Here are the main culprits, and explanations.
Veterinary penalty - 2 hours; for presenting a horse which in the vets' opinion shows signs of poor or negligent riding. We cannot sanction either, and whilst we know that no rider would intentionally mis-treat their steed, having a veterinary penalty encourages them to be vigilant and more attuned to how their horse is doing. See the Vet Check section for details on the vet procedures and the all-important heart rate rule. Once you sit out a vet penalty, your slate will not be wiped clean- your third veterinary penalty will incur a 4 hour time penalty and we will be seriously looking into why you keep incurring vet penalties and whether you should be allowed to continue. Any abusive riding will cause immediate disqualification.
Riding in the dark; riding hours are between 7am and 8.30pm, basically daylight hours. This is because riding in the dark is hazardous to the horses, with marmot holes to fall in, tree roots to trip over, etc. It is also hazardous to the back-up teams to provide cover through the night, and respond to emergencies. It is almost impossible to navigate in rural Mongolia in the dark, so you really won't want to ride on anyway. If you're less than 30 minutes late, you'll get 2 minutes' penalty for every minute past 8.30. After 9pm, you'll get a flat 3 hour penalty. If you are moving after 10pm you are liable to be disqualified.
Enforced hold (non-penalty) - Riders who are visibly exhausted and in the opinion of the vets pose a risk to the welfare of their horses may be held at the urtuu on the authority of the vet or the urtuu manager, or any member of the organising team who have observed them on course. This is not actually a penalty, and will not be rolled up to be served at the 'penalty urtuus', but an enforced hold, to be served immediately.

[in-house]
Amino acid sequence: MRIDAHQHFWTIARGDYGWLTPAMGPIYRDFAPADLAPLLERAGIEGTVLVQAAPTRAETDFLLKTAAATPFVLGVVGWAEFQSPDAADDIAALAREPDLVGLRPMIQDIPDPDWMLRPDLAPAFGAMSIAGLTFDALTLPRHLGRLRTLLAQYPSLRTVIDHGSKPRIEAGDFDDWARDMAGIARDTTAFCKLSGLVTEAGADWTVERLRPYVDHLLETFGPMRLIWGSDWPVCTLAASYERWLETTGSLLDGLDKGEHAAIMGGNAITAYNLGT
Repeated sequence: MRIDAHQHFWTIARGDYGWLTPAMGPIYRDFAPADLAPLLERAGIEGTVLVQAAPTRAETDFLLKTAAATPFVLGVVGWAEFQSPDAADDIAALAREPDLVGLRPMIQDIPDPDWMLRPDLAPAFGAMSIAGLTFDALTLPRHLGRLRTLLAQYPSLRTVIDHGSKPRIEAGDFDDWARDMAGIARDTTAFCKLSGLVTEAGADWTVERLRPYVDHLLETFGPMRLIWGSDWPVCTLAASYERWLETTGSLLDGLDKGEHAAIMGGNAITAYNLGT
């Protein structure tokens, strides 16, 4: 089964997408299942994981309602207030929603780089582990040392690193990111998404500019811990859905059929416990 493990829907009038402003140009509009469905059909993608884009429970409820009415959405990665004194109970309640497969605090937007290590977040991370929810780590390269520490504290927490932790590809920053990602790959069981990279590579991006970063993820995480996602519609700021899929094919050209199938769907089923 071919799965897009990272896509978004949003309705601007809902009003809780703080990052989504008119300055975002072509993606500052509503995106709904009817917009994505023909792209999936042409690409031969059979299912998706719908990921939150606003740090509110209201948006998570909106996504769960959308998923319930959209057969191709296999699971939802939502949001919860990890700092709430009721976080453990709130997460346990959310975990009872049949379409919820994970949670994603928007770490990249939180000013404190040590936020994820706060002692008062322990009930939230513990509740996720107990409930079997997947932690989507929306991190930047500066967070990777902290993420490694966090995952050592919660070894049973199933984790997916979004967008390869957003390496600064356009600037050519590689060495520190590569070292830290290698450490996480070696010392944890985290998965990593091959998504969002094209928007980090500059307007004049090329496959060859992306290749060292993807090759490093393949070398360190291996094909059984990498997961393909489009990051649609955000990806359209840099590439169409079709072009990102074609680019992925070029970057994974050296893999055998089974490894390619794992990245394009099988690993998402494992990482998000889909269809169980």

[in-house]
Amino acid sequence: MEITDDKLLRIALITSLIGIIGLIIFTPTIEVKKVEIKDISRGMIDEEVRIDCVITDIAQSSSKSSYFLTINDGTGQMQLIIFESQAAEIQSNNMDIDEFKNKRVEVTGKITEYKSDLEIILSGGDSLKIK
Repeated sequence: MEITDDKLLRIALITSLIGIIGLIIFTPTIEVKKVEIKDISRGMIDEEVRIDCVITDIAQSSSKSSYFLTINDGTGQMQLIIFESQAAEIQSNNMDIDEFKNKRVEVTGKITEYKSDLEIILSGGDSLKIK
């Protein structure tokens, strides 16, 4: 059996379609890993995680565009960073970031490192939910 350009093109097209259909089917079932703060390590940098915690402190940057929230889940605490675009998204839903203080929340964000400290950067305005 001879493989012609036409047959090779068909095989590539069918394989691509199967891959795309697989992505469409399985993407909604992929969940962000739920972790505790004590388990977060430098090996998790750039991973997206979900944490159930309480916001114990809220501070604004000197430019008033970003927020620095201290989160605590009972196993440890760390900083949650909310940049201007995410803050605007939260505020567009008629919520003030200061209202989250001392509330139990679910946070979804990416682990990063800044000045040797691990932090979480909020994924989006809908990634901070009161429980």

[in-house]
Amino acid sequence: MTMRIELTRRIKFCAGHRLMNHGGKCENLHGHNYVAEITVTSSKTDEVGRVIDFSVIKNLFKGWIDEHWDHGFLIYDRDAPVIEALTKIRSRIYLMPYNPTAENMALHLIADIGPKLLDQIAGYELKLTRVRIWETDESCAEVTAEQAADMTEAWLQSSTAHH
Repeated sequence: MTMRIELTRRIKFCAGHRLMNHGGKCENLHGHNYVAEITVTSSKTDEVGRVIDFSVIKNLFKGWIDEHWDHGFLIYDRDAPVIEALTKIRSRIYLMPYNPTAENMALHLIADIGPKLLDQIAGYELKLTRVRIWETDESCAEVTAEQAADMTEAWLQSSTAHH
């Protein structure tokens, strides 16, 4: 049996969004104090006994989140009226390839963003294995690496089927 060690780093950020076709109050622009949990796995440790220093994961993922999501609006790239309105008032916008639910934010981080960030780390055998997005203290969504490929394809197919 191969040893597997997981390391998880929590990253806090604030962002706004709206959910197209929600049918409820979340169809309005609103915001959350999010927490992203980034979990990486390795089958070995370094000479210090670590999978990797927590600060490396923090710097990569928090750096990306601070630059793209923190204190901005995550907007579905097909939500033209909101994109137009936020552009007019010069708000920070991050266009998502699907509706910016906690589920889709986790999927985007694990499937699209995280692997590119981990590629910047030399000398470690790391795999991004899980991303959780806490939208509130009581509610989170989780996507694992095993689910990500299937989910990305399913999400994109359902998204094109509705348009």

It sounds serious, but is most likely to consist of Maggie noticing you can't remember your own name and had no idea you were riding a horse, and forcing a bowl of noodles and some electrolytes down your cake hole. Inconvenient at the time perhaps, but a race-saving ploy if it keeps you out of the Medics log-book later in the event.
We do not intend for the penalty system to have any tactical significance during the Mongol Derby. They are designed to encourage good riding and sensible, respectful behaviour towards the horses, the event organisers and their Mongolian partners.
Mis-use of the SPOT trackers - 4 hours; we have to treat every emergency call-out on the SPOT trackers as life and death. We drop everything in the Operations Room and clear the airwaves between Ulaanbaatar HQ and field teams until we have responded to the call-out, sometimes holding riders at urtuus and taking vets away from their posts. If we get to your location and you have a) moved, so we have to go looking for you, or b) just needed someone to talk to, you'll get a stiff penalty. Have a read of the emergency and non-emergency assistance section in this here handbook.
Non-emergency assistance - 1 hour; see the dedicated section for the philosophy behind this one, but if you press your HELP button on the SPOT tracker, for example to summon help catching a horse or to get a bit of medical advice on your raw thigh/itchy arse/eye infection, you'll have to take a 1 hour penalty.
Vehicle carry-forward - 3 hours; there may be instances where a rider falls off and the horse disappears over the horizon, turning up 2 days later back with his mates, tack still on. We don't expect riders to track their horses for 2 days. If you hit the HELP button and we cannot get you back on the horse with a couple of hours' wrangling, we may be forced to transport you by vehicle to an urtuu where you can get a remount and ride on.
If you go BACK towards the previous urtuu, you will not incur a time penalty, but if we carry your FORWARD to the next urtuu, you will have to take a 3 hour penalty. In effect you will not have ridden the full course, but elimination is too stiff a penalty in this case and the time penalty evens things up between those who ride every step (lucky things) and those that have a rougher ride.